DDT, Aria and Alisa are still active today and are very popular with the modern youth.
Lesser known but still popular bands playing in diverse styles were common, too. Notable examples are Zvuki Mu and Televizor.
The Music of Russia Russian Rock Group Aquarium played a special part in the history of Soviet rock music and still stands out in the panorama of modern bands. It was the activity of this group in the early 1980s that served as a catalyst for consolidation of the leading creative powers of the uncoordinated amateurish rock movement. It helped to enrich the rock language with many achievements of world music culture and attract the attention of multi-million Russian and foreign audience to the Russian language rock. russia-ic.com/culture_art/music/381/
The first major study of Bashkir music appeared in 1897, when ethnographer Rybakov (S.G.) wrote Music and Songs of the Ural's Muslims and Studies of Their Way of Life . Later, Lebedinskiy (L.N.) collected numerous folk songs in Bashkortostan beginning in 1930. The 1968 foundation of the Ufa State Institute of Arts sponsored research in the field.
The Buryats of the far east is known for distinctive folk music which uses the two-stringed horsehead fiddle, or morin khur. The style has no polyphony and has little melodic innovation. Narrative structures are very common; many of them are long epics which claim to be the last song of a famous hero, such as in the Last Song of Rinchin Dorzhin . Modern Buryat musicians include the band Uragsha, which uniquely combines Siberian and Russian language lyrics with rock and Buryat folk songs.
The Music of Russia www.fiddlingaround.co.uk/china/index.html www.philmultic.com/home/instruments/ Morin Khur (Ma-Tou-Qin): The Morin Khur or horse-headed violin is a typical Mongolian bowed instrument with two strings, however, very different from Er-Hu. The horse hair of the bow doesn't go between the two strings, instead, the instrument and the way of playing is more similar to cello than to erhu. The instrument was originally made from a horse head for the body, horse skin for the resonator, and horse hair for the strings and bow. Much of the music typically sounds like human voice, and can imitate a horse to such an extent as real such as galloping horse, the whinnying, etc. The modern Morin Khur has a wooden body and soundboard, 2 horse hair strings, and has a rich warm tone and very beautiful sound. The peghead is decorated with a detailed carving of a horse's head.
Alongside the Chechen rebellion of the 1990s, came a resurgence in Chechen national identity, of which music is a major part. People like Said Khachukayev became prominent promoting Chechen music.The Chechen national anthem is said to be "Death or Freedom", an ancient song of uncertain origin.
Dagestan's most famous composer may be Gotfrid Hasanov, who is said to be the first professional composer from Dagestan. He wrote the first Dagestani opera, Khochbar , in 1945, and recorded a great deal of folk music from all the peoples of Dagestan.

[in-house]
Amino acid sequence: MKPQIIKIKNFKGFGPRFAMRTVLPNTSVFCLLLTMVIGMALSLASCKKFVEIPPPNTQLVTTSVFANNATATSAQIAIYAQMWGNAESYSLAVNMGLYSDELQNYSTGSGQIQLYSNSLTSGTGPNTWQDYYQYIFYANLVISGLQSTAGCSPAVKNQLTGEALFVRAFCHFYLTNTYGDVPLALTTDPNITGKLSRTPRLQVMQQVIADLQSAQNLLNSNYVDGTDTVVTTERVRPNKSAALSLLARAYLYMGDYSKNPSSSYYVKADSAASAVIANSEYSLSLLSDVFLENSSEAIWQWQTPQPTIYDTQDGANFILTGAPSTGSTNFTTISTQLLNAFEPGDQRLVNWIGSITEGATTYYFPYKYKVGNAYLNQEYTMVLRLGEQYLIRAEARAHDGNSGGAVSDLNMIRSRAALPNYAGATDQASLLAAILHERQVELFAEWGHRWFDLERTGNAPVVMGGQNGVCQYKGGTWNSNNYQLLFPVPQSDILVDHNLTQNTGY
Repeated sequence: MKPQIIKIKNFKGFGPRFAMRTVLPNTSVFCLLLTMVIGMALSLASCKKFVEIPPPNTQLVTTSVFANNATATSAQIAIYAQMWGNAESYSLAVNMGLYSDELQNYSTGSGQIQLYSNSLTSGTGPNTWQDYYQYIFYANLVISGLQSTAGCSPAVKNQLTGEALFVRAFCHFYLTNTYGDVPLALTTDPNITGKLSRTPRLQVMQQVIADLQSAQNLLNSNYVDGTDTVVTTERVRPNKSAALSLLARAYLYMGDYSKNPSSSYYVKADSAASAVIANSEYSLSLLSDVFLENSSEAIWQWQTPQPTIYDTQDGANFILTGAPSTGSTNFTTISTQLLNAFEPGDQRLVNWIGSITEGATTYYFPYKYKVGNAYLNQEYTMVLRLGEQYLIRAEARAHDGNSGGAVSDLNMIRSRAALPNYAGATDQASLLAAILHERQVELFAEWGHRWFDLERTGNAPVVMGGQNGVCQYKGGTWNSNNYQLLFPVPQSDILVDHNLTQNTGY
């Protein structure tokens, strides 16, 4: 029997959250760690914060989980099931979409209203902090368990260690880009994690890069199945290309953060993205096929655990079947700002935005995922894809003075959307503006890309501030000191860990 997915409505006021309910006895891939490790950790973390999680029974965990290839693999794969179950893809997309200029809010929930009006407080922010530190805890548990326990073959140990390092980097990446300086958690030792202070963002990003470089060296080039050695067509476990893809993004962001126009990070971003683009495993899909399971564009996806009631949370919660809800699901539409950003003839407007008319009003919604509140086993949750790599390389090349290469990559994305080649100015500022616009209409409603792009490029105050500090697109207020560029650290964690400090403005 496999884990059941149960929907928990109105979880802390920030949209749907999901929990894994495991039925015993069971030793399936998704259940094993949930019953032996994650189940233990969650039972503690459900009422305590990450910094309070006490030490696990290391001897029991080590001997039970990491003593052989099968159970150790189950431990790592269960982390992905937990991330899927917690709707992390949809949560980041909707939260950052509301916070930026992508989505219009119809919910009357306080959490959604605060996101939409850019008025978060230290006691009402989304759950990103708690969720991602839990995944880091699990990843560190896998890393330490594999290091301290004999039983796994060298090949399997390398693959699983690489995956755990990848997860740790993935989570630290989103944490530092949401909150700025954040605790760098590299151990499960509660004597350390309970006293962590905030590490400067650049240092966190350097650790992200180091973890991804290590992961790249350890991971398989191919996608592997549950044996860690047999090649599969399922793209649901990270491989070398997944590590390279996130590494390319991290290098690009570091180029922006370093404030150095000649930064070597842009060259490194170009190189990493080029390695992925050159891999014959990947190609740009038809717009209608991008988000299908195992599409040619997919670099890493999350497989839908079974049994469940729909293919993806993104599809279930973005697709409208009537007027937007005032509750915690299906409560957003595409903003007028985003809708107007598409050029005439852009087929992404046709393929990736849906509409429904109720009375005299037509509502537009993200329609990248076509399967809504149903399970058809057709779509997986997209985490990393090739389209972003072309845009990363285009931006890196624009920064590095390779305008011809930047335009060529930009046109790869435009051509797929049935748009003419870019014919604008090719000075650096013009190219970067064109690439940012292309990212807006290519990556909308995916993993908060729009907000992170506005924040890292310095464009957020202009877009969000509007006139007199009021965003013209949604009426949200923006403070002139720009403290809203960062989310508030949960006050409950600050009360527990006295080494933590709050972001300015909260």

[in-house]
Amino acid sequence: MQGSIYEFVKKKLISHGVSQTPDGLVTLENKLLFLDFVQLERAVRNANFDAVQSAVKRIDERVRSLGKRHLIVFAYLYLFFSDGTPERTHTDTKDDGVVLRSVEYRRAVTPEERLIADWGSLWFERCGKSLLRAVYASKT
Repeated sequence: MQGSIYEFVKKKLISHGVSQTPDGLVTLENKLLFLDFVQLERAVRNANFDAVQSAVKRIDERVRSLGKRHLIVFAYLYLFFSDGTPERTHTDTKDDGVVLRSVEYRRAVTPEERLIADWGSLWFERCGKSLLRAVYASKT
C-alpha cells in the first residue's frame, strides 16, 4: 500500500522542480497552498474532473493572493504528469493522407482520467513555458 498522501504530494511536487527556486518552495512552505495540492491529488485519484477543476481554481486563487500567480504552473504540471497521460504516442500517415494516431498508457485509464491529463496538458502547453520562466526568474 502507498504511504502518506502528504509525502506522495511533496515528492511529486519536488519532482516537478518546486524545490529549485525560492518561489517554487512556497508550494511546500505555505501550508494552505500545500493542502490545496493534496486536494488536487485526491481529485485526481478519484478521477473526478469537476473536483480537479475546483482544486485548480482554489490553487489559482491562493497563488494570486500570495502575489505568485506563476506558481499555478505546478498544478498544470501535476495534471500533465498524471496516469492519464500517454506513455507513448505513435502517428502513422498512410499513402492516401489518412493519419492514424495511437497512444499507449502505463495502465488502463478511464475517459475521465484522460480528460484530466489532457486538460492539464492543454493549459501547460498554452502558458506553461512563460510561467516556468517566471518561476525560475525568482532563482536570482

Karelians are Finnish, and so much of their music is the same as Finnish music. The Kalevala is a very important part of traditional music; it is a recitation of Finnish legends, and is considered an integral part of the Finnish folk identity.
Coming from the land of the Kalevala, the Karelian Ensemble is a lively and entertaining trio from the Russian Republic of Karelia, on the Finnish border. Their music ranges from ancient epic songs accompanied by kanteles to a cappella Russian village songs, from old shepherd melodies on wooden trumpet and flutes to Finnish dance tunes on accordions and from scythe accompaniment to church bells.
Archeology and direct evidence (such as the frescoes at the Saint Sophia Cathedral in Kiev) show a variety of musical instruments in ancient Russia. Authentic folk instruments include the livenka (accordion) and woodwinds like zhaleika, svirel and kugikli, as well as numerous percussion instruments: buben, bubenci, kokshnik, korobochka, lozkhi, rubel, treschetka, vertushka and zvonchalka.
Chastushkas are a kind of Russian folk song with a long history. They are typically rapped, and are humorous or satiric.
Shamanism remains an important cultural practice of the ethnic groups of Siberia and Sakhalin, where several dozen groups live. The Yakuts are the largest, and are known for their olonkho songs and the khomus, a Jew's harp or jaw harp.
Tatar folk music has rhythmic peculiarities and pentatonic intonation in common with nations of the Volga area, who are ethnically Finno-Ugric and Turkic. Singing girls, renowned for their subtlety and grace, are a prominent component of Tatar folk music. Instruments include the kubyz (violin), kurai (flute) and talianka (accordion).
The Music of Russia http://www.antropodium.nl/chemch5,5blauw.jpg A Siberian Khomus (Jaw Harp)
Tuvan throat singing, or xoomii, is famous world-wide, primarily for its novelty. The style is highly unusual and foreign to most listeners, who typically find it inaccessible and not melodic. In throat singing, the natural harmonic resonances of the lips and mouth are tuned to select certain overtones. The style was first recorded by Ted Levin, who helped catalogue a number of different styles. These are include borbannadir (which is compared to the sound of a flowing river), sygyt (similar to whistling), xoomii, chylandyk (likened to chirping crickets) and ezengileer (like a horses trotting).
Though the Ukraine is now an independent country, Ukrainians constitute the second-largest minority in Russia. The bandura is the most important and distinctive instrument of the Ukrainian folk tradition, and was utilized by the famous 15th century kobzars, a kind of wandering performing who composed dumy, or folk epics.
The Music of Russia cache.eb.com/eb/image?id=67506&rendTypeId=4 Person playing the bandura. BANDURA (Also called a Kobza)-- a stringed instrument of the psaltery family considered the national musical instrument of Ukraine. It is used chiefly to accompany folk music. The bandura has an oval wooden body; a short, fretless neck attached to the soundboard in an off-centre position; 4 to 8 bass strings running from the neck.